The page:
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NYT offers a look at 'hometown' across the U.S. through the eyes of teens

By dpreview staff on Sep 24, 2013 at 11:00 GMT

The New York Times' Lens Blog asked teenagers across the U.S. to submit photos of their hometowns for a project simply called 'My Hometown.' Thousands of teens responded to the call, with submissions coming from 45 states. The resulting collection is a yearbook of sorts, documenting the friends, family and places closest to a small sampling of the country's young people. A selection of 145 Editor's Choice photos have been published, and the whole collection is available online - searchable by student or state.

 Photo by Sydnei Olsen, 18. Sioux Falls, SD.
 Photo by Denney Turner, 18. Franklin, VA.
 Photo by Mariah Dennis, 14. Hampden, ME. 
 Photo by Thomas Dougherty, Woleboro, NH.

Browsing through the photos shows an interesting mix of rural and urban, new and old industry, suburban sprawl, the pursuit of summertime fun and snow-covered landscapes. In short, it's a snapshot of the US through thousands of sets of curious eyes, and well worth checking out at Lens Blog.


Total comments: 26
Roberto Peradotto
By Roberto Peradotto (7 months ago)

The kids are alright. The images are strong enough that I don't
have the slightest curiosity to see the exif. Thanks kids, a set
of real photos that worth to see and get inspired.

Comment edited 2 times, last edit 36 seconds after posting
b craw
By b craw (7 months ago)

On many occasions in my classes, I've had students right out of high school show me excellent images they've shot in the past, then feel insecure in disclosing what camera they used. I've explained so many times how the perception and intuition is really so much of what makes a good photographer and a good artist. And that ultimately the technical knowledge should be to broaden potential approaches, and not foreground itself simply for the sake of doing so. Then I get a number of students with a few thousand dollars of equipment and who can't see beyond technique. Each image is like a math problem. The classes wherein I can get a dialog going between these factions is a really special thing to see - how everybody can help each other improve their processes.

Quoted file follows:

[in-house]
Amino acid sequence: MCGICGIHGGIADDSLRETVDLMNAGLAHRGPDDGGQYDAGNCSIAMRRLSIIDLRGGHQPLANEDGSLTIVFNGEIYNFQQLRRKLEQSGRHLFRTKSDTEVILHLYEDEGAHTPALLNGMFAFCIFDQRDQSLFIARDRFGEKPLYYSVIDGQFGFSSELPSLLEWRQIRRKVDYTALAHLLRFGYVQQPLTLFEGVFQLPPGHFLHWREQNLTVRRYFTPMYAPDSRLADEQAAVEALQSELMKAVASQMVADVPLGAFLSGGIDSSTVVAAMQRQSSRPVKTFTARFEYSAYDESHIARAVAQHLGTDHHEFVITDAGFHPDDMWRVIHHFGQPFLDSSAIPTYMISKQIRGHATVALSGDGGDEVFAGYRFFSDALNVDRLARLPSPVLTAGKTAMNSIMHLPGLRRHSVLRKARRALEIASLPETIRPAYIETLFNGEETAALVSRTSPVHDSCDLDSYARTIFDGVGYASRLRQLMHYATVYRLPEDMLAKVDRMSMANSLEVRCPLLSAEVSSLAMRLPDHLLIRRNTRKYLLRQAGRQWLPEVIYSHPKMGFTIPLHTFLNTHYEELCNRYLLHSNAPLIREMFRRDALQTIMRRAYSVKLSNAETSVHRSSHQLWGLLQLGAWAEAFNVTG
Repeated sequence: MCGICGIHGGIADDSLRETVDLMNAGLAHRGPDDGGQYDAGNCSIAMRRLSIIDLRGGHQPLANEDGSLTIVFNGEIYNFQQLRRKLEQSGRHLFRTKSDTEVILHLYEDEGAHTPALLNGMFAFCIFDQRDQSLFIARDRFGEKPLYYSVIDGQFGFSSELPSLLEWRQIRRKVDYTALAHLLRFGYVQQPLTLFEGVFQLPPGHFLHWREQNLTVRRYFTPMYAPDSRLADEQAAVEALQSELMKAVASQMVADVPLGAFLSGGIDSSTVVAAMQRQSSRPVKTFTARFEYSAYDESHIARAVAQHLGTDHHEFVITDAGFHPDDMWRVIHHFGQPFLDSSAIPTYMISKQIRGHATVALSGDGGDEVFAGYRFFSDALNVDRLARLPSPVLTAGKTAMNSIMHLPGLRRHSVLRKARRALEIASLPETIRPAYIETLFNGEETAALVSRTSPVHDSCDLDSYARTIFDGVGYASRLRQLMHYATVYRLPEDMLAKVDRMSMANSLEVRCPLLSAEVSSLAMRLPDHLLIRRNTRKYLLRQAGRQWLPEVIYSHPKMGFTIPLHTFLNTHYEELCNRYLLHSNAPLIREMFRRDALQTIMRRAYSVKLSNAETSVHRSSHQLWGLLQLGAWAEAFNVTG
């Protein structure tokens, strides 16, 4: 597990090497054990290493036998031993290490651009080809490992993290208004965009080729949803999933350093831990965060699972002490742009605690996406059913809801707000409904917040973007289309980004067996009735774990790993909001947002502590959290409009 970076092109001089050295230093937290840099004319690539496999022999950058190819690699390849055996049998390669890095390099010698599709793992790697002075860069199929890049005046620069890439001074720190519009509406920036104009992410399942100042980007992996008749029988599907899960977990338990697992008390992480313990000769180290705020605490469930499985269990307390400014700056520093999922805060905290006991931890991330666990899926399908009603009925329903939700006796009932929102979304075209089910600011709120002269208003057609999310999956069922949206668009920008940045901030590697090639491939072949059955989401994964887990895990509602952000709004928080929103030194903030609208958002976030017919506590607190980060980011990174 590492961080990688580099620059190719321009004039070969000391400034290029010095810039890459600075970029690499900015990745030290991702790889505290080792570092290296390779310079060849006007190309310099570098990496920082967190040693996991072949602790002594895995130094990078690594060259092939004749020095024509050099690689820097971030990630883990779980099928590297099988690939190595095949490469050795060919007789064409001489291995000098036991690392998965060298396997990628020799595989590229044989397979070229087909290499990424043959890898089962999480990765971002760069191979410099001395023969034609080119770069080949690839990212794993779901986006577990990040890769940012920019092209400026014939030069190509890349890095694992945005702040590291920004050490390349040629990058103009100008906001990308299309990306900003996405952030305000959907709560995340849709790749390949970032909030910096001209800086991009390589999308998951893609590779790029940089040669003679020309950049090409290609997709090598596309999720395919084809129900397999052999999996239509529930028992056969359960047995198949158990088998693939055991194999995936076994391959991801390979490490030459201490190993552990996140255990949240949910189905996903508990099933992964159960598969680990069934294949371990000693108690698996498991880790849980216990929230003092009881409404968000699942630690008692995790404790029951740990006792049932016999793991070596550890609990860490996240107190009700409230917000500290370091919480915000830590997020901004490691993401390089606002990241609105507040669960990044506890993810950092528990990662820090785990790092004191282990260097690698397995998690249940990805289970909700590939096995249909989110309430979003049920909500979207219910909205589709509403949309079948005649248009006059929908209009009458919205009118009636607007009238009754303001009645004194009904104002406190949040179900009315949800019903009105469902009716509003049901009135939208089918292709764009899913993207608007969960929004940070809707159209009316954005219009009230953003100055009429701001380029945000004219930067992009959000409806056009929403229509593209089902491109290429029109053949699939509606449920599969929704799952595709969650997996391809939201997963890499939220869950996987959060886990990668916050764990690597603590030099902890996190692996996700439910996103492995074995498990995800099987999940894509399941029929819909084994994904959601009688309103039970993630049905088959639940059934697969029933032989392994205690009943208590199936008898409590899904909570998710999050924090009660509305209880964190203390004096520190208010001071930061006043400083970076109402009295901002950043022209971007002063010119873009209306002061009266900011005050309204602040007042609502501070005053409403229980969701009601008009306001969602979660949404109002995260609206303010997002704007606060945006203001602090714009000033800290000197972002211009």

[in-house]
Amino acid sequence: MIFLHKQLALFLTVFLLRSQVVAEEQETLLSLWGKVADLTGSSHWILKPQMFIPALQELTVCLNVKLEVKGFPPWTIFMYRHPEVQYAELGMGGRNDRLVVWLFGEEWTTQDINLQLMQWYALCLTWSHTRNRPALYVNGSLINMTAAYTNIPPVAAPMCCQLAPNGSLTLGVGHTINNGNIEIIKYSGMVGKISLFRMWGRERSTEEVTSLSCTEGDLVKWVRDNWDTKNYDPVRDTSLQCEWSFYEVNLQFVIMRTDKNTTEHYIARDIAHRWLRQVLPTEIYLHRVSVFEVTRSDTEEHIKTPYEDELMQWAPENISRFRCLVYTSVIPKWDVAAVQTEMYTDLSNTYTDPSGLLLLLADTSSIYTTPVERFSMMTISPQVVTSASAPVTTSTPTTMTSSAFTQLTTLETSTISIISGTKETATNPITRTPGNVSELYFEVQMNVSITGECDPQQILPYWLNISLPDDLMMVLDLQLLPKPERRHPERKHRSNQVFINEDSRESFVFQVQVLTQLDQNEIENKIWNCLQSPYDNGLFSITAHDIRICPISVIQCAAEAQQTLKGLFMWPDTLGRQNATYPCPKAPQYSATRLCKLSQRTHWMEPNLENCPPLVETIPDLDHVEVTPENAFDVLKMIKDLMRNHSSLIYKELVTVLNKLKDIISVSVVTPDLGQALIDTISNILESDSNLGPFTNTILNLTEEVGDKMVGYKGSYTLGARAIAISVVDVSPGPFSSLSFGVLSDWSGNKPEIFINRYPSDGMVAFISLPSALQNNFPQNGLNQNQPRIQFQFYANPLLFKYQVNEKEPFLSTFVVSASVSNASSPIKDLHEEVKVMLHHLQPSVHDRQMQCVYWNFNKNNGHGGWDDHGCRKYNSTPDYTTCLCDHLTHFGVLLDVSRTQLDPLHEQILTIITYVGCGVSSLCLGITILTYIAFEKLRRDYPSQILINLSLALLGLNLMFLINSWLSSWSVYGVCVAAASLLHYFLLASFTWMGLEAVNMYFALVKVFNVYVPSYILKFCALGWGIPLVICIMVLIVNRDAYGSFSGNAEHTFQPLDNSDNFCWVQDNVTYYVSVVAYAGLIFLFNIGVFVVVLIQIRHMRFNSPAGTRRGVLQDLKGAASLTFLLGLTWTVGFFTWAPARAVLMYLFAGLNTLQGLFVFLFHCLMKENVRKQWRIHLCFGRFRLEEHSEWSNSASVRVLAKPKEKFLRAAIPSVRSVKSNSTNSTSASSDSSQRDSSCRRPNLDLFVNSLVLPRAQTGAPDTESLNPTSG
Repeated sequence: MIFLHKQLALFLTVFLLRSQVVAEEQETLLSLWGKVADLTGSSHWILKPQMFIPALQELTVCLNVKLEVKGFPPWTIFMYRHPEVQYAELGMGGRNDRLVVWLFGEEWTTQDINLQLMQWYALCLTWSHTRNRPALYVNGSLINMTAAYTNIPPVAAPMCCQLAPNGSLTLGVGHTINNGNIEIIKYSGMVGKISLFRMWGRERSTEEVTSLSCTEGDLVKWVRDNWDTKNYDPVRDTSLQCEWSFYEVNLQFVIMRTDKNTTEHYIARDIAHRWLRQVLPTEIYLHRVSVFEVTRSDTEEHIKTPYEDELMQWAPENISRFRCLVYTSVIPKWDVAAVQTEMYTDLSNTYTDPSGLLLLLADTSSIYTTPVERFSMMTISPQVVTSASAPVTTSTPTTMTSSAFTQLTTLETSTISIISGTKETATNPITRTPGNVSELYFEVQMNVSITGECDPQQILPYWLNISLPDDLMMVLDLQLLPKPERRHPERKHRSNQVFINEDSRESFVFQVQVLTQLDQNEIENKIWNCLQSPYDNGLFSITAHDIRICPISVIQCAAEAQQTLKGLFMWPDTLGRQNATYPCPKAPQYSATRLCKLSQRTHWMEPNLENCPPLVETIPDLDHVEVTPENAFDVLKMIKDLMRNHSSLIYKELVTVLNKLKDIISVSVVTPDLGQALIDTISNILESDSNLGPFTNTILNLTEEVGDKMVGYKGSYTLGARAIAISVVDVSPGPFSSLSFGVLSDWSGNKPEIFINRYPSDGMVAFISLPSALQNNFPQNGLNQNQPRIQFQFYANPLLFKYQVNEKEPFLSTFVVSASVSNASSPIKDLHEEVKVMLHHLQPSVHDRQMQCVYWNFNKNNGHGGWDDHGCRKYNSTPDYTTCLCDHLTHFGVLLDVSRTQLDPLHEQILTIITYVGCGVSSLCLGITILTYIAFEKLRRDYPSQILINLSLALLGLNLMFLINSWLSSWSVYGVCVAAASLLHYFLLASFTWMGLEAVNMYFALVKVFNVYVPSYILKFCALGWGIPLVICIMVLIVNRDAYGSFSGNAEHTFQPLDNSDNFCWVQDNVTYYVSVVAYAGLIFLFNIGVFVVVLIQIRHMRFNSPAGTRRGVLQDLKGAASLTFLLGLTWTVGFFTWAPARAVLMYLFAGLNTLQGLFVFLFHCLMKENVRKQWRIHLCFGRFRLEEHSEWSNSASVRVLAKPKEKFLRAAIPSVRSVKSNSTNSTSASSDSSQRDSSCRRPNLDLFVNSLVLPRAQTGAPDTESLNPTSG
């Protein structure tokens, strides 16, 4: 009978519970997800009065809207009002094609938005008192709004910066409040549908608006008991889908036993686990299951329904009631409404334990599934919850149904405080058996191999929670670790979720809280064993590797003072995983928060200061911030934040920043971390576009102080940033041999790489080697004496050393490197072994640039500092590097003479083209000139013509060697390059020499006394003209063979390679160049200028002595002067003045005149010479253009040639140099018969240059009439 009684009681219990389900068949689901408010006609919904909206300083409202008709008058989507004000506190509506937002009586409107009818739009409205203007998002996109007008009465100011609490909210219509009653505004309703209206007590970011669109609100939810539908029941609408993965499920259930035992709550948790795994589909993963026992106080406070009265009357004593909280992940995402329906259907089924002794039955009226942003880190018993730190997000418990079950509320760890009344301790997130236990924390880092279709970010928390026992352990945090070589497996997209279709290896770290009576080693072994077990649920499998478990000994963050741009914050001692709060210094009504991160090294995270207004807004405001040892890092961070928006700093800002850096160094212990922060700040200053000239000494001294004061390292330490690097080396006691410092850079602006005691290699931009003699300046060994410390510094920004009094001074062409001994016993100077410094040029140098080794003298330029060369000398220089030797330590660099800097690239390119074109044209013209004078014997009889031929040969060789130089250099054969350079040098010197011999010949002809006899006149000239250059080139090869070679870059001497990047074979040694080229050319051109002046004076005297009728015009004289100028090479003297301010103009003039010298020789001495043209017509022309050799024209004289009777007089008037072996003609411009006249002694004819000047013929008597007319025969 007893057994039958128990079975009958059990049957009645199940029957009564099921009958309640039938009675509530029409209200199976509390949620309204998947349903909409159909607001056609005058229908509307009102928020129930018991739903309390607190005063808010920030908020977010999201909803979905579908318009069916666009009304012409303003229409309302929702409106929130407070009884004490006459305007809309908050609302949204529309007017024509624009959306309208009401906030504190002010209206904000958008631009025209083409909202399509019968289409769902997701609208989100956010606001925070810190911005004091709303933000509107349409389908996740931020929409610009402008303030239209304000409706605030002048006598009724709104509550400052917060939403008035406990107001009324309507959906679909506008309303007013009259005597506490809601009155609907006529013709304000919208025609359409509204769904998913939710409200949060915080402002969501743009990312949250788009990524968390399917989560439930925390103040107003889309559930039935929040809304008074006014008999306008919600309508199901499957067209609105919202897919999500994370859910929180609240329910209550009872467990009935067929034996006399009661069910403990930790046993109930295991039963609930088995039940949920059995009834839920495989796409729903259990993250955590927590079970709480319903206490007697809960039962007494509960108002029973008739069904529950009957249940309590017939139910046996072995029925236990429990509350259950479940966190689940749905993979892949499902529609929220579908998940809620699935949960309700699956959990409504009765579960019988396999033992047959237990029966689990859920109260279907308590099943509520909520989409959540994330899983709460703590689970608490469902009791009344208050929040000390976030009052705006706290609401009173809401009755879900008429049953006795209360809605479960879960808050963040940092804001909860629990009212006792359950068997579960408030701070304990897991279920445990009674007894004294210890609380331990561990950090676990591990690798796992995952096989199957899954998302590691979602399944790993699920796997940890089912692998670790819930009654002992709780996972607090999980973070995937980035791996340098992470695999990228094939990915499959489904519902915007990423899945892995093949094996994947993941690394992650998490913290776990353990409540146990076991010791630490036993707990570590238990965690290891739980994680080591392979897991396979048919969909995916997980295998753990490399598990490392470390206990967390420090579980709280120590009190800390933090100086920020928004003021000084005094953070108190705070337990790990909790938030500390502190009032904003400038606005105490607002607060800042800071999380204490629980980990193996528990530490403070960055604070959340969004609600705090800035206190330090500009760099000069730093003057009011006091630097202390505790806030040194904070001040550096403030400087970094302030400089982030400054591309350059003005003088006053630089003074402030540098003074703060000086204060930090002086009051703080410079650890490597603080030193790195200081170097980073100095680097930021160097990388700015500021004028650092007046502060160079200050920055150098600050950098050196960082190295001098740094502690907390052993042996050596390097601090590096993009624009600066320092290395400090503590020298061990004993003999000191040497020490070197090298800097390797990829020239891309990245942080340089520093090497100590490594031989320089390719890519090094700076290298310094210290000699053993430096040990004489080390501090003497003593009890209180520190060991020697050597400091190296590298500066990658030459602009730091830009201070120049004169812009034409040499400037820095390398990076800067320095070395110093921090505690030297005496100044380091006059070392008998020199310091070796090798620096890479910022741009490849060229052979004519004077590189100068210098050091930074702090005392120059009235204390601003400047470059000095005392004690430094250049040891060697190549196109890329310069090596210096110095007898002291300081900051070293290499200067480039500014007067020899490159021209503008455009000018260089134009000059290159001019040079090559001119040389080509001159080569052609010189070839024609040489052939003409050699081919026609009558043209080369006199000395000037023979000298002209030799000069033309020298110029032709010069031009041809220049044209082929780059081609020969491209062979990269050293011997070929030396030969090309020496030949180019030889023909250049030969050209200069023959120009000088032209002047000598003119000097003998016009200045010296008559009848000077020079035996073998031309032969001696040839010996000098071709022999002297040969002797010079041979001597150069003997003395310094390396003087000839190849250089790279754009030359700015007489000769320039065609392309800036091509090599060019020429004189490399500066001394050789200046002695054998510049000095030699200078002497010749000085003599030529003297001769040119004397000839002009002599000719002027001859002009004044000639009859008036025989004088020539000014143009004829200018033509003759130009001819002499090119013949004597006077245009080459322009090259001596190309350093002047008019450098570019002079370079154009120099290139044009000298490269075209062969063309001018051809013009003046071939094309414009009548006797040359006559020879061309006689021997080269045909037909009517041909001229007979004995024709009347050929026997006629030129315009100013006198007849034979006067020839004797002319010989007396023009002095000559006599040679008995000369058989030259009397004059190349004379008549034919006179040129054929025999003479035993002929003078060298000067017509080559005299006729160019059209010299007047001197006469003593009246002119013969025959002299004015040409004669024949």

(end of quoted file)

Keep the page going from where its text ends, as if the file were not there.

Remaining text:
Thanks, NYT. Excellent photographs, only incidentally done by young people.

By wansai (7 months ago)

I think for many art forms/mediums, the idea/vision and the technical go hand in hand. I consider one or the other incomplete; sketches if you will.

Mastery involves the ability to utilise the technical aspect of your craft in pursuit of your goals.

For a beginner, I think there are going to be people who approach it from different points of view. Photography is inherently technical which is also why it tends to attracts more of the analytical of mind. It is both an art form and a craft and as such requires both.

When one has less, a person is forced to utilise what he has. When one has more (equipment), he'll likely need to learn that technical first. As you said, somewhere, eventually they will hit the balance between technical and art.

1 upvote
By InTheMist (7 months ago)

Excellent photos. Kids see differently.

1 upvote
By Samolot (7 months ago)

My hometown looks similiar:

By AbrasiveReducer (7 months ago)

Wow. I'm sure these were edited from a huge selection but if this is the work of amateurs, let's see more of these and less from the pros.

By DaveCS (7 months ago)

Maybe it's me but the title of the DPReview post:
NYT offers a look 'hometown' across the U.S. through the eyes of teens

Makes absolutely no sense. It needs, at the very least, an "at" nestled in there between "look" and " 'hometown' ". Sorry but while the photos are great title read not well when missing word thing (catch the drift?).


1 upvote
By DanielFjall (7 months ago)

Holy crap! You're right!

By jkoch2 (7 months ago)

If you get no further than that, too bad.

You can "look there" and understand, without being told "look at there" or "look over there." Army drill sergeants bark "Eyes right!"

By Devendra (7 months ago)

small issue. the nyt title is 'my hometown', so it still makes sense.
Hope you saw the images before jumping into dpr comments though?

Comment edited 42 seconds after posting
1 upvote
By SDPharm (7 months ago)

> You can "look there" and understand, without being told "look at there" or "look over there."